9935 | Mathematical truth is always compromising between ordinary language and sensible epistemology |

13412 | Obtaining numbers by abstraction is impossible - there are too many; only a rule could give them, in order |

13413 | We must explain how we know so many numbers, and recognise ones we haven't met before |

9912 | There are no such things as numbers |

9901 | Numbers can't be sets if there is no agreement on which sets they are |

13411 | If numbers are basically the cardinals (Frege-Russell view) you could know some numbers in isolation |

9151 | Benacerraf says numbers are defined by their natural ordering |

13891 | To understand finite cardinals, it is necessary and sufficient to understand progressions |

17904 | A set has k members if it one-one corresponds with the numbers less than or equal to k |

17906 | To explain numbers you must also explain cardinality, the counting of things |

9898 | We can count intransitively (reciting numbers) without understanding transitive counting of items |

17903 | Someone can recite numbers but not know how to count things; but not vice versa |

9897 | The application of a system of numbers is counting and measurement |

9900 | For Zermelo 3 belongs to 17, but for Von Neumann it does not |

9899 | The successor of x is either x and all its members, or just the unit set of x |

8697 | Disputes about mathematical objects seem irrelevant, and mathematicians cannot resolve them |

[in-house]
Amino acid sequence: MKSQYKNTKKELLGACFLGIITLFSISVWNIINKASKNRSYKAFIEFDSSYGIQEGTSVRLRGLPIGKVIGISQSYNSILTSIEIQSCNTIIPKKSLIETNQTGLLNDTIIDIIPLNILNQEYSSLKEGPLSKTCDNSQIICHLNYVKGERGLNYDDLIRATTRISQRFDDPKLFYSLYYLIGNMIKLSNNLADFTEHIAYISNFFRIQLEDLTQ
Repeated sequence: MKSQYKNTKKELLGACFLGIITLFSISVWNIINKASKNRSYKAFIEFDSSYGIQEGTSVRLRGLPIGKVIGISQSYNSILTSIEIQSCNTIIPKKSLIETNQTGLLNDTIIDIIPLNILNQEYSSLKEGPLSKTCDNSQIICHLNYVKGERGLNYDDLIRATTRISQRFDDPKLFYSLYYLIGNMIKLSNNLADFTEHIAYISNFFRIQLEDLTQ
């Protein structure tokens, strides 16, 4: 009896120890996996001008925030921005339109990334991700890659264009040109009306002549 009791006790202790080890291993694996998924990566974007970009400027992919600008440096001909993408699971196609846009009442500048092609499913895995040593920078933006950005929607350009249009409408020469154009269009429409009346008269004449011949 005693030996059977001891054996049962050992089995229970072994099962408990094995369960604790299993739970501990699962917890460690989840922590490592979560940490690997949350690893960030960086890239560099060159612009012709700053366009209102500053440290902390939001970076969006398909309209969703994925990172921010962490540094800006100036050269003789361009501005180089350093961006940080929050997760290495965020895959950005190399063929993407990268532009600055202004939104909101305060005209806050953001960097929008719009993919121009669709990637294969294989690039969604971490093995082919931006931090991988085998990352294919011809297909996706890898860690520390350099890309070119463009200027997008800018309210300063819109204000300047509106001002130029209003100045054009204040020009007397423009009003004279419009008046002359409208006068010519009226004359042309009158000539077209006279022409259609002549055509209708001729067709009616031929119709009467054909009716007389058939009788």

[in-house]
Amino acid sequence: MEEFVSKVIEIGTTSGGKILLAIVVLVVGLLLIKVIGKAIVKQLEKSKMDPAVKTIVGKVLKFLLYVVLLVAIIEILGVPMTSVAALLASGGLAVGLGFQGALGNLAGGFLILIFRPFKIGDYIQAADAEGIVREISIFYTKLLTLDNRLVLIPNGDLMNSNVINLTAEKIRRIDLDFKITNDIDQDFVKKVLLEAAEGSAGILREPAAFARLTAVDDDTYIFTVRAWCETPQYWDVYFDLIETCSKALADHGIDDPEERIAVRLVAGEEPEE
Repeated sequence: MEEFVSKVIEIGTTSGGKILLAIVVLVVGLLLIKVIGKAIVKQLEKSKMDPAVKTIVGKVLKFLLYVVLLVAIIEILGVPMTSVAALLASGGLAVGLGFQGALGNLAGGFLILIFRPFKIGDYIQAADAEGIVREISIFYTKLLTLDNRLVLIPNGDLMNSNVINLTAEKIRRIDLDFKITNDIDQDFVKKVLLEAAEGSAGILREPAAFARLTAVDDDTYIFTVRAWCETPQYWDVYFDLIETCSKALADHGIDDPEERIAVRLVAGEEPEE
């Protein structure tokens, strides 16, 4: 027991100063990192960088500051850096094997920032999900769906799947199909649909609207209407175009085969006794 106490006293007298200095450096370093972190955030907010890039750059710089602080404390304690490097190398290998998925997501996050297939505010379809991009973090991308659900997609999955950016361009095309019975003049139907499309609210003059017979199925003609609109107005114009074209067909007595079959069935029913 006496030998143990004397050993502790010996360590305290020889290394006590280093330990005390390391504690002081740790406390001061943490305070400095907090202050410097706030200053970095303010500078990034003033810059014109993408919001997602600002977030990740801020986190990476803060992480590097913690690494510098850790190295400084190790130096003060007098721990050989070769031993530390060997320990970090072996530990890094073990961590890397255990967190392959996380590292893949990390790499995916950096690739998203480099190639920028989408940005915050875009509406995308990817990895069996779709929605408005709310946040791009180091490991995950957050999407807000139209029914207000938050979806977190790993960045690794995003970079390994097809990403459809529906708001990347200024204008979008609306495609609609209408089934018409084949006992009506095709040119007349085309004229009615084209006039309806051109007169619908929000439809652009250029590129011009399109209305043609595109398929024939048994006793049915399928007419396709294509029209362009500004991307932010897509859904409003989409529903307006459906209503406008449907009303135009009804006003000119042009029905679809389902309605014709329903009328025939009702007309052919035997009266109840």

8304 | No particular pair of sets can tell us what 'two' is, just by one-to-one correlation |

9906 | If ordinal numbers are 'reducible to' some set-theory, then which is which? |

13415 | An adequate account of a number must relate it to its series |

9908 | The job is done by the whole system of numbers, so numbers are not objects |

9907 | If any recursive sequence will explain ordinals, then it seems to be the structure which matters |

9909 | The number 3 defines the role of being third in a progression |

9911 | Number words no more have referents than do the parts of a ruler |

8925 | Mathematical objects only have properties relating them to other 'elements' of the same structure |

9938 | How can numbers be objects if order is their only property? |

9910 | Number-as-objects works wholesale, but fails utterly object by object |

17927 | Realists have semantics without epistemology, anti-realists epistemology but bad semantics |

9936 | The platonist view of mathematics doesn't fit our epistemology very well |

9903 | Number words are not predicates, as they function very differently from adjectives |

9904 | The set-theory paradoxes mean that 17 can't be the class of all classes with 17 members |

9905 | Identity statements make sense only if there are possible individuating conditions |